Journal Article

Impact of Routine Infectious Diseases Service Consultation on the Evaluation, Management, and Outcomes of <i>Staphylococcus aureus</i> Bacteremia

Timothy C. Jenkins, Connie S. Price, Allison L. Sabel, Philip S. Mehler and William J. Burman

in Clinical Infectious Diseases

Published on behalf of Infectious Diseases Society of America

Volume 46, issue 7, pages 1000-1008
Published in print April 2008 | ISSN: 1058-4838
Published online April 2008 | e-ISSN: 1537-6591 | DOI: http://dx.doi.org/10.1086/529190
Impact of Routine Infectious Diseases Service Consultation on the Evaluation, Management, and Outcomes of Staphylococcus aureus Bacteremia

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Background. Staphylococcus aureus bacteremia causes considerable morbidity and mortality, and strategies to improve management and outcomes of this disease are needed.

Methods. Routine consultation with an infectious diseases specialist for cases of S. aureus bacteremia was mandated at our institution in May 2005. We compared the evaluation, management, and outcomes of cases before and after this policy change. All comparisons are by period (i.e., before or after initiation of the policy of routine consultation).

Results. In the year before and the year after after the implementation of routine consultation, 134 and 100 cases of S. aureus bacteremia, respectively, were evaluated. Consultation rates increased from 53% of cases before to 90% of cases after the policy change (Pt;.001). Echocardiography (57% vs. 73%; P=.01) and radiographic studies (81% vs. 91%; P=.04) were used more frequently during the period of routine consultation, and infective endocarditis or metastatic infections were diagnosed more frequently (33% vs. 46%; P=.04). All 4 standards of care (removal of intravascular foci of infection, obtaining follow-up blood culture samples, use of parenteral β-lactam therapy when possible, and administration of es;28 days of therapy for complicated infections) were adhered to more frequently with routine consultation (40% vs. 74%; Pt;.001). Treatment failure (microbiological failure, recurrent bacteremia, late metastatic infection, or death) occurred less often during the intervention year (17% vs. 12%), but this difference was not statistically significant (P=.27).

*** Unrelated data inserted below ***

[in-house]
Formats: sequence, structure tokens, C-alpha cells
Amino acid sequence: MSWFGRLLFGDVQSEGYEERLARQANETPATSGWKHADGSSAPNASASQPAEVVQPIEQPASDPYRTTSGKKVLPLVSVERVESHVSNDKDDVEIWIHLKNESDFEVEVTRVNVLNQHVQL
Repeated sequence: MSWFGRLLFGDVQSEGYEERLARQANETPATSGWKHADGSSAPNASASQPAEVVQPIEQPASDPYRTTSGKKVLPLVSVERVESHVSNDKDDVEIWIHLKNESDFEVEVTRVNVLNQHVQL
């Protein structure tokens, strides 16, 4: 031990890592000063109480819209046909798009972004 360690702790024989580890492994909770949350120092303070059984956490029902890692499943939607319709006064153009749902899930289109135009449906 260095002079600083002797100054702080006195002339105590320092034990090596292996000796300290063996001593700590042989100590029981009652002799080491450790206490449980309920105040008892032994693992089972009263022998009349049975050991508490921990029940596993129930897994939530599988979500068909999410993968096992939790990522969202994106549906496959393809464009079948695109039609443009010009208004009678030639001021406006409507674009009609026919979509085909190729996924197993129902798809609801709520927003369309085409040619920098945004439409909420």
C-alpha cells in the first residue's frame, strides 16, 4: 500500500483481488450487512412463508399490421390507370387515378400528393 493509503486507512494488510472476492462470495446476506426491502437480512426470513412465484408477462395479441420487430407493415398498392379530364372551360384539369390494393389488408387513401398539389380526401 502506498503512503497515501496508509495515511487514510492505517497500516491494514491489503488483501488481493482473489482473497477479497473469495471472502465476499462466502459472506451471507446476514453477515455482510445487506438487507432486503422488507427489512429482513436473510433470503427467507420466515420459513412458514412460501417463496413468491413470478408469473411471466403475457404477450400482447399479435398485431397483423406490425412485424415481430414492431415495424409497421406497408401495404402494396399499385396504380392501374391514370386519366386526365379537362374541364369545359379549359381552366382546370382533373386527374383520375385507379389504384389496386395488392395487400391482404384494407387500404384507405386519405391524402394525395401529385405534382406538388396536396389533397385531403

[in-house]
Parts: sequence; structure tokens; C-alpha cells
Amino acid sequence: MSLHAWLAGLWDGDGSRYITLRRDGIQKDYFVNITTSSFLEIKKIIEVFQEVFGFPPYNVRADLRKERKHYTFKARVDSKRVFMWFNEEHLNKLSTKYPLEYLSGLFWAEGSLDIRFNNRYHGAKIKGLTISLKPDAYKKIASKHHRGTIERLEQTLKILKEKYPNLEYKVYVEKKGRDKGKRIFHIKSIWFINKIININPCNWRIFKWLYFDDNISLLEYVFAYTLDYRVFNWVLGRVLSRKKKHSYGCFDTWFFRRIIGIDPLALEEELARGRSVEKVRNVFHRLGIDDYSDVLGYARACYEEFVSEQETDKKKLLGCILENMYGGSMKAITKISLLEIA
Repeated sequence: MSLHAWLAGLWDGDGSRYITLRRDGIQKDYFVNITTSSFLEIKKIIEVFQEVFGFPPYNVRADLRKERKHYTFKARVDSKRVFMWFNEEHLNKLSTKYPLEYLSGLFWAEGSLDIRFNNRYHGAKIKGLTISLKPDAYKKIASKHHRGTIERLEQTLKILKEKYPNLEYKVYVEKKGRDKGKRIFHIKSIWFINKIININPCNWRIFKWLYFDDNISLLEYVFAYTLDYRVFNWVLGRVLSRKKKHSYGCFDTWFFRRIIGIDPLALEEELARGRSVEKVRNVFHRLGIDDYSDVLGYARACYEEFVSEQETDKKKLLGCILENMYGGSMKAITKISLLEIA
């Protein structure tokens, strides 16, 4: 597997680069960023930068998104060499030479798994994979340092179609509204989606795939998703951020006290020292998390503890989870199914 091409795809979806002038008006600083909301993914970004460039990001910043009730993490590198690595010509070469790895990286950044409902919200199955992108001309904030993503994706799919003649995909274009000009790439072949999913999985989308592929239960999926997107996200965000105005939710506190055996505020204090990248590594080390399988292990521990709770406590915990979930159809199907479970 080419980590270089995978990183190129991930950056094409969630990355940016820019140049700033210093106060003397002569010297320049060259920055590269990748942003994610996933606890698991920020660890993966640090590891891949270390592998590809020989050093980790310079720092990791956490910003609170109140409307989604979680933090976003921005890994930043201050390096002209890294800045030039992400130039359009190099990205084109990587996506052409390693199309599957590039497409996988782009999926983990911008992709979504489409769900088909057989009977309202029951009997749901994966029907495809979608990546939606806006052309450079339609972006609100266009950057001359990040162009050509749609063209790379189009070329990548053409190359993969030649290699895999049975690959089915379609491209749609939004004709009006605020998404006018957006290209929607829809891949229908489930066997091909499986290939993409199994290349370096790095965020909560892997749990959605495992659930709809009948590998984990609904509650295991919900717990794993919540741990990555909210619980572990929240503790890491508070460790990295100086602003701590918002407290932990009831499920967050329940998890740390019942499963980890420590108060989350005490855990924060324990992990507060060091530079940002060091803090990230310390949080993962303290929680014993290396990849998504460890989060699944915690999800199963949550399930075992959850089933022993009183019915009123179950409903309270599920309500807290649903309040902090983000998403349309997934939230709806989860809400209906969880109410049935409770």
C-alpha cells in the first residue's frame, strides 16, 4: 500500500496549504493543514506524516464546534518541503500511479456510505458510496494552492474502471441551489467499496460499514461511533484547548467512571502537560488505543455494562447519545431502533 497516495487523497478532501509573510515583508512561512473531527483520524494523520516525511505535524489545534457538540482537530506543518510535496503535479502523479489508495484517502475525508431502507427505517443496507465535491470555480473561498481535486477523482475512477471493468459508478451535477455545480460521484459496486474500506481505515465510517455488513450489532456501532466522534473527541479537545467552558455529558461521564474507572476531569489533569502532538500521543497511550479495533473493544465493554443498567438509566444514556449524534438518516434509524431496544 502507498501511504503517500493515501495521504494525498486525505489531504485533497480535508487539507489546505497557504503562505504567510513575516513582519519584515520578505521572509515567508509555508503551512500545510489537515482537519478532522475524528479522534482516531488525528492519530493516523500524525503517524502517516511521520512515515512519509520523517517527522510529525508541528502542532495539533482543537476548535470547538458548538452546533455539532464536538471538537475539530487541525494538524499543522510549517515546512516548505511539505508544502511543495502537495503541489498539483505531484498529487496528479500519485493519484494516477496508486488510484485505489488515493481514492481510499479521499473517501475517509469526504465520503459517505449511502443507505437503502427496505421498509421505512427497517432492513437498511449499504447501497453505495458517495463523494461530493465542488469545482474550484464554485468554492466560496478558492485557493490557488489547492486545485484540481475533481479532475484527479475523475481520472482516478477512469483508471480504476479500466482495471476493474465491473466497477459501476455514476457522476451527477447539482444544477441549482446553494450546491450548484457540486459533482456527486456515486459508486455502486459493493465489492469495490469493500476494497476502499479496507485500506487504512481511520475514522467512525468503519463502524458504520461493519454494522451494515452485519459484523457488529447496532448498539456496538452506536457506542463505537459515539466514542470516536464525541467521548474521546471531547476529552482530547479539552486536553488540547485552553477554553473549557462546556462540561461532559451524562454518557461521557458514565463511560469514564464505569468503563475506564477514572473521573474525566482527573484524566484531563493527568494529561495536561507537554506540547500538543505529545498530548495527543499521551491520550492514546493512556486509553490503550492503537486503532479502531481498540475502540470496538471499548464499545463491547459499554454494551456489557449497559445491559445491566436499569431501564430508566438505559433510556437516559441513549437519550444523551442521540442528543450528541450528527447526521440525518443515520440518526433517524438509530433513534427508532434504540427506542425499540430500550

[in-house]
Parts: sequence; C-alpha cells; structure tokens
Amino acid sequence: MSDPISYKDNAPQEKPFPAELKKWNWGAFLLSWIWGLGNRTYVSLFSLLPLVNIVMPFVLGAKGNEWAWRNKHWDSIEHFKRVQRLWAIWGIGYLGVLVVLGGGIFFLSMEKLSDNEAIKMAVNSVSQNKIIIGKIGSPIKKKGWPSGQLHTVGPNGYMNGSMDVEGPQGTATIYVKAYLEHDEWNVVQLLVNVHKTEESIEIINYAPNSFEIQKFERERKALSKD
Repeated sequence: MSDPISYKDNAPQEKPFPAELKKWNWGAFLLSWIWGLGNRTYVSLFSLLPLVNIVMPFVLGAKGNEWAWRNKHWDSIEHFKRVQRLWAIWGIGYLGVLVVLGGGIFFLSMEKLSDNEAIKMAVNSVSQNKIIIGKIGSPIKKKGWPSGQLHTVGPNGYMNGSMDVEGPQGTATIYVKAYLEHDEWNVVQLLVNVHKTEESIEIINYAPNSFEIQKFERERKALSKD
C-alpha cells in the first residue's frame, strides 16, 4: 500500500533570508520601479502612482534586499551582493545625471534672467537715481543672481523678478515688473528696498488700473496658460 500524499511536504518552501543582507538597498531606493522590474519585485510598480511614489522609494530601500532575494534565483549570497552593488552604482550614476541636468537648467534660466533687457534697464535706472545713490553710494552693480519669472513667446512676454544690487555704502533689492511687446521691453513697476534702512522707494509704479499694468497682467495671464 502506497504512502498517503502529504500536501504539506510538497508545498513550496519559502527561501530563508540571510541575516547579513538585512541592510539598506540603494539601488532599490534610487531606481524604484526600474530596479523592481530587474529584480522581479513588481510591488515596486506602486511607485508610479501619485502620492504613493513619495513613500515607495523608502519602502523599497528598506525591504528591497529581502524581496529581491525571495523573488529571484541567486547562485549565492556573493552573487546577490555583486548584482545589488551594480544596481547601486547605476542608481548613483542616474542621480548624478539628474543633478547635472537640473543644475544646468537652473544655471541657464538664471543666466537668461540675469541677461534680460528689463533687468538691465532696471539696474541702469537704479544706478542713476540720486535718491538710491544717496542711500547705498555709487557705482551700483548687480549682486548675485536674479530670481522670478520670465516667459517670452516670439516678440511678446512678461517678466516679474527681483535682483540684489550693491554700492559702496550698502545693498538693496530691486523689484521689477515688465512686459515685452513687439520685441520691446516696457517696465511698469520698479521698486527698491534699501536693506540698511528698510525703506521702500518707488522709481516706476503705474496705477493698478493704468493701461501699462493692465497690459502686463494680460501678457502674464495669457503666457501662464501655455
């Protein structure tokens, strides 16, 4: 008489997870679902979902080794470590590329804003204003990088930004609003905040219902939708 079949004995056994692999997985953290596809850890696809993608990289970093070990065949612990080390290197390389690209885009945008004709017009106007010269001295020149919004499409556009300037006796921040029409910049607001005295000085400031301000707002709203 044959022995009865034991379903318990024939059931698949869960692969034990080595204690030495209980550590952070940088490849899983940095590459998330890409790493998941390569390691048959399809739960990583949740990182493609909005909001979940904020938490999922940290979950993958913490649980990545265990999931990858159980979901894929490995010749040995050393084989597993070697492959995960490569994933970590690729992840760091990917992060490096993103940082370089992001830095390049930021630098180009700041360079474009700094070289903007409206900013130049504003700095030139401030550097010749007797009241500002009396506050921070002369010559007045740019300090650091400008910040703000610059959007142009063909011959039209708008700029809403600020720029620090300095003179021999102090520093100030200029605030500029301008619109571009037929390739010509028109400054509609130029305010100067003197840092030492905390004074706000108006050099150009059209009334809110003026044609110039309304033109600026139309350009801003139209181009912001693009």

Conclusions. A policy of routine consultation with an infectious diseases specialist for patients with S. aureus bacteremia resulted in more-detailed evaluation, more-frequent detection of endocarditis and metastatic infection, and improved adherence to standards of care.

Journal Article.  4005 words.  Illustrated.

Subjects: Infectious Diseases ; Immunology ; Public Health and Epidemiology ; Microbiology

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